"The organic work intends the impression of wholeness. To the extent its individual elements have significance only as they relate to the whole . . . in the avant-gardiste work, on the other hand, the individual elements have a much higher degree of autonomy and can therefore also be read and interpreted individually or in groups without its being necessary to grasp the work as a whole."
"The organic work of art seeks to make unrecognizable the fact that it has been made. The opposite holds true for the avant-gardiste work; it proclaims itself an artifacial construct, an artifact. To this extent, montage may be considered the fundamental principle of avant-gardiste art."
I can see these practices of the historical avant-garde being played out in contemporary poetry. LIke any attempt to define, there's always holes. But I wonder if Frank O Hara would be considered as part of the move toward artifice in the historical avant-garde? I did this I did that seems to cover up the artifice. Although, a lot of his poems highlight their artifice a lot more. Ah ha. But the more organic work gets anthologized.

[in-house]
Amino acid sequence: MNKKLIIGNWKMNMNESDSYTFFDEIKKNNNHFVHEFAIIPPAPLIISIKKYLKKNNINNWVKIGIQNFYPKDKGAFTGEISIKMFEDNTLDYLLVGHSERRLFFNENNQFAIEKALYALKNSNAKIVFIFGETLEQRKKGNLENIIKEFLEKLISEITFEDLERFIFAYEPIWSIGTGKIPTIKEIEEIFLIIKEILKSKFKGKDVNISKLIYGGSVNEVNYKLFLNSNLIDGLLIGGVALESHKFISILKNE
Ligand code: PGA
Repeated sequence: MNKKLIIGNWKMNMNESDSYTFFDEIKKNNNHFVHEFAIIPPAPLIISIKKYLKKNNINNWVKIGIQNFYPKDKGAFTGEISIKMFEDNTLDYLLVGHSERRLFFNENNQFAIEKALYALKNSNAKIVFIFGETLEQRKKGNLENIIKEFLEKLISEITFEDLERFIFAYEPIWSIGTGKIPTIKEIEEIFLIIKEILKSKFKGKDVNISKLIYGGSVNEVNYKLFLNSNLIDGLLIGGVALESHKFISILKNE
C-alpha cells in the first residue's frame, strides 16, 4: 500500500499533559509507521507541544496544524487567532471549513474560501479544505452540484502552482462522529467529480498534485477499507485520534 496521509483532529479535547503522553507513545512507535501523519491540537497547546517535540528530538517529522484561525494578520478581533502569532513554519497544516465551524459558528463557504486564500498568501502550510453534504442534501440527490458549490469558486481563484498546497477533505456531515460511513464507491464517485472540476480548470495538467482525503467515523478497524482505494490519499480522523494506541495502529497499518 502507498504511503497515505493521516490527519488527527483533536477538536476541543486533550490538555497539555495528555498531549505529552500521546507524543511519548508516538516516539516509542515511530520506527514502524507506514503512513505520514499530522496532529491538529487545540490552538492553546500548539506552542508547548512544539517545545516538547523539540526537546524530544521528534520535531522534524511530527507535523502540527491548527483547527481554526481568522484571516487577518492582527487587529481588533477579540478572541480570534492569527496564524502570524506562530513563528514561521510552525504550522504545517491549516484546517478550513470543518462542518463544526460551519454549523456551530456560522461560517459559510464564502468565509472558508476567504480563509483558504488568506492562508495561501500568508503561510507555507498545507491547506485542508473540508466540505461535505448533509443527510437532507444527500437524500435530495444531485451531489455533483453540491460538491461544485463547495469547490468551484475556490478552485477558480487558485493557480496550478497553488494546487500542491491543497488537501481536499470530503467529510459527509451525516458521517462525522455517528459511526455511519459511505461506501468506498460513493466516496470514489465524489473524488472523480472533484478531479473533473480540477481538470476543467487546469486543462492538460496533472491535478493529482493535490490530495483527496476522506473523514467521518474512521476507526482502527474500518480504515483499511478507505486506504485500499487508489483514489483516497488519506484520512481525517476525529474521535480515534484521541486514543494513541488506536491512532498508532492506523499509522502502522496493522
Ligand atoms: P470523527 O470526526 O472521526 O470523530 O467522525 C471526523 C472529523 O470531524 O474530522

Maybe, that's part of the frustration of teaching anthologies. quick nibbles. An emphasis on the organic. A move away from language as constructed, as an artifact.
A lot of my students, despite a lot of information on process, continue to feel the need to create a story of self-expression for every poem. It's very very difficult for them to move beyond the idea of art as natural self-expression. They liked "The Day Lady Died" because they could see it as an expression of Frank O'Hara's feelings.
I think an attempt to connect poetry to the concerns of other art forms might be helpful next semester. Maybe Poems for the Millennium is a good idea for context, ground. Then I can have them read various contemporary collections of poetry.
More coffee . . . waking up at 5:30 am makes all this typing feel dream-like. I'll have to look at this again later to see if it makes any sense.